With NMOSD, hiccups can be more than just a nuisance

Vomiting and this routine event signaled a disorder for a columnist's daughter

Candice Galvan avatar

by Candice Galvan |

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The human body is a fascinating and mysterious thing both to understand and to listen to. Personally, I think hiccups are one of the most annoying things our bodies do. They seem to come at the worst time and last longer than we’d prefer.

Growing up, my siblings and I loved trying to scare the daylights — or hiccups — out of one another when we’d get them. We would also try gulping water, standing on our heads, and holding our breath. Naturally, I passed all of these “remedies” on to my three kids as they grew up.

In 2017, hiccups became a symptom of something more serious in my youngest daughter, Bella, then 9 years old. In fact, Bella’s hiccups were just one of many symptoms she experienced before she was diagnosed with neuromyelitis optica spectrum disorder (NMOSD).

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According to the National Institute of Neurological Disorders and Stroke, NMOSD “is an autoimmune disease of the central nervous system (CNS) that mainly affects the optic nerves and spinal cord.” Symptoms of NMOSD can vary and include uncontrollable vomiting and hiccups.

Because hiccups, nausea, and vomiting are also symptoms of other illnesses, NMOSD may not be the first diagnosis doctors consider.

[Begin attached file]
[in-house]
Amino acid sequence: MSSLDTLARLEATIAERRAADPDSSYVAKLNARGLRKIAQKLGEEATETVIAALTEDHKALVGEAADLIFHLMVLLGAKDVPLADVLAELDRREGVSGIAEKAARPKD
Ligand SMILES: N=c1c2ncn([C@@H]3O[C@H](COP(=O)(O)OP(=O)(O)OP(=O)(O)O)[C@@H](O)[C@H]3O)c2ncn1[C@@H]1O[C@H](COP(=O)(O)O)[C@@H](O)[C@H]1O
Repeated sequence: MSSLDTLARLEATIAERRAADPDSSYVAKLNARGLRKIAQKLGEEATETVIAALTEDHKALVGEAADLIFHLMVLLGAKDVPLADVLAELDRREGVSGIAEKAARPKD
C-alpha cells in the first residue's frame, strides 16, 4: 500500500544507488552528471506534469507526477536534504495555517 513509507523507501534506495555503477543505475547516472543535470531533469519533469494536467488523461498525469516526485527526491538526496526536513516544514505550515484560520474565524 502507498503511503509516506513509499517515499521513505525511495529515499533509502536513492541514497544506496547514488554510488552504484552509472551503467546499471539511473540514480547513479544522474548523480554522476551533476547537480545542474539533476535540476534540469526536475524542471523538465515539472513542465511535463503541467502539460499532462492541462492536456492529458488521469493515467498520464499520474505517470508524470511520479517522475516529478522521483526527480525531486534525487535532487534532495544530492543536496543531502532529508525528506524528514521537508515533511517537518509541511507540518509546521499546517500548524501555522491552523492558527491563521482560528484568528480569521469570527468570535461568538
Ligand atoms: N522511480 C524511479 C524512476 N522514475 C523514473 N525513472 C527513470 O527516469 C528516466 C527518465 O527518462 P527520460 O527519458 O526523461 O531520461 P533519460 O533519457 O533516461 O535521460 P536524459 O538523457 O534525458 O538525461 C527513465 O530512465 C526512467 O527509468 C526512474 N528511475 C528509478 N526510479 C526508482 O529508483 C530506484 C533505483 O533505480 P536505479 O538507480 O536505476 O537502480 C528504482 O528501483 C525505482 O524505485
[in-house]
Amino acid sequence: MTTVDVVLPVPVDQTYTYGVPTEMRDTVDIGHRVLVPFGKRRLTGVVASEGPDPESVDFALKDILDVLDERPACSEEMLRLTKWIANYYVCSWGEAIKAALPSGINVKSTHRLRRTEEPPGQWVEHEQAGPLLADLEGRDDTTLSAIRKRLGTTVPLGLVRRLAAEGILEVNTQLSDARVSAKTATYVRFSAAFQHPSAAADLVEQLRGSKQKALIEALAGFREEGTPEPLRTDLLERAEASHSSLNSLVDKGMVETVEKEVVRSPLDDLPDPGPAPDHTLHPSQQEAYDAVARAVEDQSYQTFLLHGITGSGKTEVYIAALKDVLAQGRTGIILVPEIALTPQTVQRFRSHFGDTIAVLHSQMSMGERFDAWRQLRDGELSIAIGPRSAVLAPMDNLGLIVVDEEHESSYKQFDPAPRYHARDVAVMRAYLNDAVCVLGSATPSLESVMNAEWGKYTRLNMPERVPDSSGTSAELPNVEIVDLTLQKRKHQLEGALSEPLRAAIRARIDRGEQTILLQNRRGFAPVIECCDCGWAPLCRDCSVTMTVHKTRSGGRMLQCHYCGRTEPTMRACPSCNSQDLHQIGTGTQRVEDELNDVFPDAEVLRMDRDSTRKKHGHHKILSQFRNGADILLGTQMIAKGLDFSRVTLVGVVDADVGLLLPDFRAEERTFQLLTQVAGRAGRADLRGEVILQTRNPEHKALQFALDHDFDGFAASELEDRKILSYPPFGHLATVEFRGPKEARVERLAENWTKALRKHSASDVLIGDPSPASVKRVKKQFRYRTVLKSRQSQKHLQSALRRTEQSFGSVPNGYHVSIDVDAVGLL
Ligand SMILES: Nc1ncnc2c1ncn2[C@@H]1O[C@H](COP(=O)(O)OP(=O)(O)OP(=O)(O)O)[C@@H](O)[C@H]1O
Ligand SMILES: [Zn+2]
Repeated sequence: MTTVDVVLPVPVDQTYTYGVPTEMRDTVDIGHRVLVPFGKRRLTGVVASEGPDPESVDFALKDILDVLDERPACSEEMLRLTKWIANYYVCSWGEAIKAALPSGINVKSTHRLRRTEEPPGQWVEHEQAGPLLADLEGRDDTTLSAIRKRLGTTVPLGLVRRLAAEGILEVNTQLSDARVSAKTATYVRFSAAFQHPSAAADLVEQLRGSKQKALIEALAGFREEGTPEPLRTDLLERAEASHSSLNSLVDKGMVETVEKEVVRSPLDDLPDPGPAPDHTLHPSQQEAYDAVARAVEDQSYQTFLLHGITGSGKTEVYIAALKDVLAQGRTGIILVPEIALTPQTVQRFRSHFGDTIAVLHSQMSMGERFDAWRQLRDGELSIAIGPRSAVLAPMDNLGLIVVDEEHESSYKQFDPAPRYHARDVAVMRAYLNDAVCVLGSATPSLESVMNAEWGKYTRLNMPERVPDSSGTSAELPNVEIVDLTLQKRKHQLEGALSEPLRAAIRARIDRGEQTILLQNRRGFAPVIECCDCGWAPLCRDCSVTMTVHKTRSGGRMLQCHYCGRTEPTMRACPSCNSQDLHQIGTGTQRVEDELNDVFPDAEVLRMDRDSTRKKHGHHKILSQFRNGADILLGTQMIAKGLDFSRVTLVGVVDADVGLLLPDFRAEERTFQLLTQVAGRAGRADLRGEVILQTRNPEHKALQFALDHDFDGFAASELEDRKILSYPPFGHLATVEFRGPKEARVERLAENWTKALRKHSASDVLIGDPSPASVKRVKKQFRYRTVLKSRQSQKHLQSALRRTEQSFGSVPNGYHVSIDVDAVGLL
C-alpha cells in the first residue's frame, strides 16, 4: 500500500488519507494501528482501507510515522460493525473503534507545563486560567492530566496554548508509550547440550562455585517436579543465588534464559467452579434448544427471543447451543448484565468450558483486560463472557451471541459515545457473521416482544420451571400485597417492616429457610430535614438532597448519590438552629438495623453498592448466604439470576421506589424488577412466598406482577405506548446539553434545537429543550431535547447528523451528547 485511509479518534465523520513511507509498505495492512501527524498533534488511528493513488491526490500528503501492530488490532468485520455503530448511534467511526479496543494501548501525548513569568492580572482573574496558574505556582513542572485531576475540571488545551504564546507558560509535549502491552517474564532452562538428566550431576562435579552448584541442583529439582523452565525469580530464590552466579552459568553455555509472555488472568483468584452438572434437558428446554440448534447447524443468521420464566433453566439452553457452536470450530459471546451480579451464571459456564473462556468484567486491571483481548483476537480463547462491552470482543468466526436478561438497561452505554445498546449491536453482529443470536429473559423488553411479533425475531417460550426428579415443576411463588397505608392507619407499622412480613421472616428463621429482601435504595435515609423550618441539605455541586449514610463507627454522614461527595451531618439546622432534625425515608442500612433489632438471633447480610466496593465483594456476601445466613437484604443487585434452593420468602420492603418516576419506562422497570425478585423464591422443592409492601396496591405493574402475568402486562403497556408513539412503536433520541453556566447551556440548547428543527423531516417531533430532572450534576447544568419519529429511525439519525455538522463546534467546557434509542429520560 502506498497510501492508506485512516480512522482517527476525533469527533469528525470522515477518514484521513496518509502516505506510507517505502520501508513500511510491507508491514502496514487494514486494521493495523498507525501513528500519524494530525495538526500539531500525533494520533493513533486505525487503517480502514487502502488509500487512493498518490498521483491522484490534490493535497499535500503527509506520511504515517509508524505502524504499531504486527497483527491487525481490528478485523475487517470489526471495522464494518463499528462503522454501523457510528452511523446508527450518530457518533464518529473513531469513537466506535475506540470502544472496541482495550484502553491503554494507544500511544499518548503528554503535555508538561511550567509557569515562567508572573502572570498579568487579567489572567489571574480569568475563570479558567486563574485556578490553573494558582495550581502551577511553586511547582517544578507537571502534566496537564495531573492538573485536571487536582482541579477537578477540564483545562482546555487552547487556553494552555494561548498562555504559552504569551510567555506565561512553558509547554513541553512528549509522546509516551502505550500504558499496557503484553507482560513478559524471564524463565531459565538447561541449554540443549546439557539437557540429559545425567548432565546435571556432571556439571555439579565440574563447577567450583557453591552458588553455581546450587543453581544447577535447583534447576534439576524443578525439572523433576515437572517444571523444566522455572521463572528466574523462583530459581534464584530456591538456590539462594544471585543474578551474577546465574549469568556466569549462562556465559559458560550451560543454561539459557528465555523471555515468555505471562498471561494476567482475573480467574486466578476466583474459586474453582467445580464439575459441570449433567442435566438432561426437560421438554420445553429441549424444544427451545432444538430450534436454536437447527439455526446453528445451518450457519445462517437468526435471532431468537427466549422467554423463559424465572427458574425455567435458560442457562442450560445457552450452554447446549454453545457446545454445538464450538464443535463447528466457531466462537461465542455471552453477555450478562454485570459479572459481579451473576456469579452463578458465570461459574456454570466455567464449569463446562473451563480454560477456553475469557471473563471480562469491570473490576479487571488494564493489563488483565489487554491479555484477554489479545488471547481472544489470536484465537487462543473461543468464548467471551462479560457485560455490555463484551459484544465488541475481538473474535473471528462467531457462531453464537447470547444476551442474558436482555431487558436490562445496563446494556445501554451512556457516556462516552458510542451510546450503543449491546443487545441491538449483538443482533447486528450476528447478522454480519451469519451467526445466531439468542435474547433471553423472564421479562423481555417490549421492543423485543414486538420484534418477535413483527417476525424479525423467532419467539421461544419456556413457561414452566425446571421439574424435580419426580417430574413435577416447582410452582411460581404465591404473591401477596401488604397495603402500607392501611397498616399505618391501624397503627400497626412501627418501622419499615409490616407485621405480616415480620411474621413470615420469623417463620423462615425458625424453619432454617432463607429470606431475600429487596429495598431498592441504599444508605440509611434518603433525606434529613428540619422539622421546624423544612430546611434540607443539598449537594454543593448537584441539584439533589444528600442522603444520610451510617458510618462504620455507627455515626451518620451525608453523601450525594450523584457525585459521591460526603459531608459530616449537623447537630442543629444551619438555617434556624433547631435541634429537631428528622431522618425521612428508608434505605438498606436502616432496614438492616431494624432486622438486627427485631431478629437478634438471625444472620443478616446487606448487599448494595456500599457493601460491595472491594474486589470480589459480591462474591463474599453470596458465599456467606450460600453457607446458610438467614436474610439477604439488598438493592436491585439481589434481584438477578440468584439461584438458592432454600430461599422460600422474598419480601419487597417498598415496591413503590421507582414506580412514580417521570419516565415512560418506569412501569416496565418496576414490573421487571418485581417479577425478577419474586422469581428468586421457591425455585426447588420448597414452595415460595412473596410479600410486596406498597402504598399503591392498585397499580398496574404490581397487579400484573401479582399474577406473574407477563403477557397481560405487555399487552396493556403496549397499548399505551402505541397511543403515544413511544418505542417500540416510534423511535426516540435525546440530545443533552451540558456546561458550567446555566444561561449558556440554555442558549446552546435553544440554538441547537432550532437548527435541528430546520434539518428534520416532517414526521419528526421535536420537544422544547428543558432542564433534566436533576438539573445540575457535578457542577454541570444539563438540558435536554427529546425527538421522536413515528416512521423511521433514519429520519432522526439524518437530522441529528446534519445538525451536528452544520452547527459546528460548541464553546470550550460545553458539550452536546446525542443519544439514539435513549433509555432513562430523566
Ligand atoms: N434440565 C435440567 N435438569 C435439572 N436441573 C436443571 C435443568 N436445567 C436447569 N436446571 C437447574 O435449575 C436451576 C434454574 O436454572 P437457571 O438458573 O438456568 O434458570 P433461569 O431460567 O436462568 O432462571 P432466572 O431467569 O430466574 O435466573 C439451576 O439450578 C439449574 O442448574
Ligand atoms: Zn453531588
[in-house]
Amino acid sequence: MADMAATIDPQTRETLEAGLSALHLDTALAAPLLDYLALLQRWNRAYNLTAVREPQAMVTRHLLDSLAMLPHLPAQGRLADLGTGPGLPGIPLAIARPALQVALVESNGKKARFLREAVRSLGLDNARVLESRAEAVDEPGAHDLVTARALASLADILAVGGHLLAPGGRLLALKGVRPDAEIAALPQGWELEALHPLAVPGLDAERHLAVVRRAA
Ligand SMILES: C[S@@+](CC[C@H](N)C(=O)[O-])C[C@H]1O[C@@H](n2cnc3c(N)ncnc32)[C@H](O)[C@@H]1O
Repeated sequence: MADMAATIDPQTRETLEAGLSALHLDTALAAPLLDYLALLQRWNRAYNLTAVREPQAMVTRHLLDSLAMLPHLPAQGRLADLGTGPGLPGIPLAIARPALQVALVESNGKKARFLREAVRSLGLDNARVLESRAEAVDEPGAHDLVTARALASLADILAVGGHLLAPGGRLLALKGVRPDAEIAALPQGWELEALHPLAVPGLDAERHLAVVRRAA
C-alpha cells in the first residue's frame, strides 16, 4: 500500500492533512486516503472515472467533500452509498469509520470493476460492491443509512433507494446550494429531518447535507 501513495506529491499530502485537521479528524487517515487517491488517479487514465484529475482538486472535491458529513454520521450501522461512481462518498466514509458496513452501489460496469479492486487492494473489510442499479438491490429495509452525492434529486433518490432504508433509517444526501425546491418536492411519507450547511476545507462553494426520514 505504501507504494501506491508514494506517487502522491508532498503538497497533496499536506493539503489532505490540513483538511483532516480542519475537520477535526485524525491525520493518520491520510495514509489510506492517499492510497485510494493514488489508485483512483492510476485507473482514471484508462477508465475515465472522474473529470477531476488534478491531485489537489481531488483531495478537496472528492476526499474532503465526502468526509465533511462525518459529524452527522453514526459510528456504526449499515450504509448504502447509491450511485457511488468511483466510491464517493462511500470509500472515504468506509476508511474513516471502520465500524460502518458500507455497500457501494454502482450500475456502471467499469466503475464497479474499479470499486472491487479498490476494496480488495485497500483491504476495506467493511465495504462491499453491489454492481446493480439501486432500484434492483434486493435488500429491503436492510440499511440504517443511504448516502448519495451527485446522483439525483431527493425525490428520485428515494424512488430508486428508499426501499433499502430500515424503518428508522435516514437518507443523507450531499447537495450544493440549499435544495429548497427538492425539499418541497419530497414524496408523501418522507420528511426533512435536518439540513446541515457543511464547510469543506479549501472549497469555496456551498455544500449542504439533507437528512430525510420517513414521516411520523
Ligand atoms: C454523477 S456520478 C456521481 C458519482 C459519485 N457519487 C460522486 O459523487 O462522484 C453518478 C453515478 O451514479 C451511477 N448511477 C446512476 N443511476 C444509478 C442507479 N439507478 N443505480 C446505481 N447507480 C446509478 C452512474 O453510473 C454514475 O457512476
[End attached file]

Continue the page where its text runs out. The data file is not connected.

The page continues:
As Neuromyelitis News recently reported, NMOSD can affect the brainstem. “When this happens,” the story notes, “the brainstem’s area postrema can become inflamed and damaged. As a result, nausea, vomiting, and hiccups can appear suddenly and last for weeks.”

A serious matter

In Bella’s case, a major NMOSD attack caused her to have the hiccups nonstop. Her hiccups and uncontrollable vomiting caused Bella to begin to choke. Shortly after that, she was placed in a medically induced coma for a few days to give her body time to rest and to keep her from choking.

Incredibly, once Bella began to receive treatment, her hiccups and vomiting slowly subsided and eventually stopped altogether.

It’s been nearly six years since Bella was diagnosed with NMOSD, and we still keep track of when her hiccups begin, how long they last, and whether any other symptoms accompany them. Thankfully, her hiccups — and any accompanying symptoms — no longer last more than 24 hours.

One of the most important things we’ve learned on this NMOSD journey is to keep track of symptoms, including how long they last and whether new symptoms appear. If a symptom lasts longer than 24 hours, we call Bella’s neurologist, as it could be a sign of a possible relapse.

While we’re always careful with any NMOSD symptoms, it’s nice when Bella’s siblings or I get the hiccups and she jumps out to scare us or reminds us to drink water or hold our breath. I’ll take that over NMOSD any day.

Note: Neuromyelitis News is strictly a news and information website about the disease. It does not provide medical advice, diagnosis, or treatment. This content is not intended to be a substitute for professional medical advice, diagnosis, or treatment. Always seek the advice of your physician or other qualified health providers with any questions you may have regarding a medical condition. Never disregard professional medical advice or delay in seeking it because of something you have read on this website. The opinions expressed in this column are not those of Neuromyelitis News or its parent company, Bionews, and are intended to spark discussion about issues pertaining to neuromyelitis optica spectrum disorder (NMOSD).


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